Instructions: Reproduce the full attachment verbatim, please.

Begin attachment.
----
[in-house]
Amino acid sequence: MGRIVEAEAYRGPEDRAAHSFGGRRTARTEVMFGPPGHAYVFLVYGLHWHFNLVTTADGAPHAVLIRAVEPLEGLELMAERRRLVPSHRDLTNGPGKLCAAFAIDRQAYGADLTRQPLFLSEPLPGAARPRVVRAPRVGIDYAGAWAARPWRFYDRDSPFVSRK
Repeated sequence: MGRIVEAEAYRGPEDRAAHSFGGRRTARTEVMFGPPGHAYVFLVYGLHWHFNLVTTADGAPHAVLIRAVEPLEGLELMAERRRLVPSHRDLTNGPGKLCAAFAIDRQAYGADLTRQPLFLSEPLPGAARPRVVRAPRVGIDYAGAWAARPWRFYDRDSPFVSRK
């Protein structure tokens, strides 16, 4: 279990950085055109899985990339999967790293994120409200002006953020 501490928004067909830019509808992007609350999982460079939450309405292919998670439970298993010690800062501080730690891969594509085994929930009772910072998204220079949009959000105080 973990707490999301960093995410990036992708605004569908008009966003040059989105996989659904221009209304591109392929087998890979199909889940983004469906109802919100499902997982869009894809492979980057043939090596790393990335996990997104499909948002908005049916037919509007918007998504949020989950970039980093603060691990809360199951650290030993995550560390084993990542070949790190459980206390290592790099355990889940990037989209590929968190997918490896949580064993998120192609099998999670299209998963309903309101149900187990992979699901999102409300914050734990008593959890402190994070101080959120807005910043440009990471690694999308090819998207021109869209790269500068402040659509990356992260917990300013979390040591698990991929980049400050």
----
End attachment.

[in-house]
Amino acid sequence: MGRIVEAEAYRGPEDRAAHSFGGRRTARTEVMFGPPGHAYVFLVYGLHWHFNLVTTADGAPHAVLIRAVEPLEGLELMAERRRLVPSHRDLTNGPGKLCAAFAIDRQAYGADLTRQPLFLSEPLPGAARPRVVRAPRVGIDYAGAWAARPWRFYDRDSPFVSRK
Repeated sequence: MGRIVEAEAYRGPEDRAAHSFGGRRTARTEVMFGPPGHAYVFLVYGLHWHFNLVTTADGAPHAVLIRAVEPLEGLELMAERRRLVPSHRDLTNGPGKLCAAFAIDRQAYGADLTRQPLFLSEPLPGAARPRVVRAPRVGIDYAGAWAARPWRFYDRDSPFVSRK
């Protein structure tokens, strides 16, 4: 279990950085055109899985990339999967790293994120409200002006953020 501490928004067909830019509808992007609350999982460079939450309405292919998670439970298993010690800062501080730690891969594509085994929930009772910072998204220079949009959000105080 973990707490999301960093995410990036992708605004569908008009966003040059989105996989659904221009209304591109392929087998890979199909889940983004469906109802919100499902997982869009894809492979980057043939090596790393990335996990997104499909948002908005049916037919509007918007998504949020989950970039980093603060691990809360199951650290030993995550560390084993990542070949790190459980206390290592790099355990889940990037989209590929968190997918490896949580064993998120192609099998999670299209998963309903309101149900187990992979699901999102409300914050734990008593959890402190994070101080959120807005910043440009990471690694999308090819998207021109869209790269500068402040659509990356992260917990300013979390040591698990991929980049400050």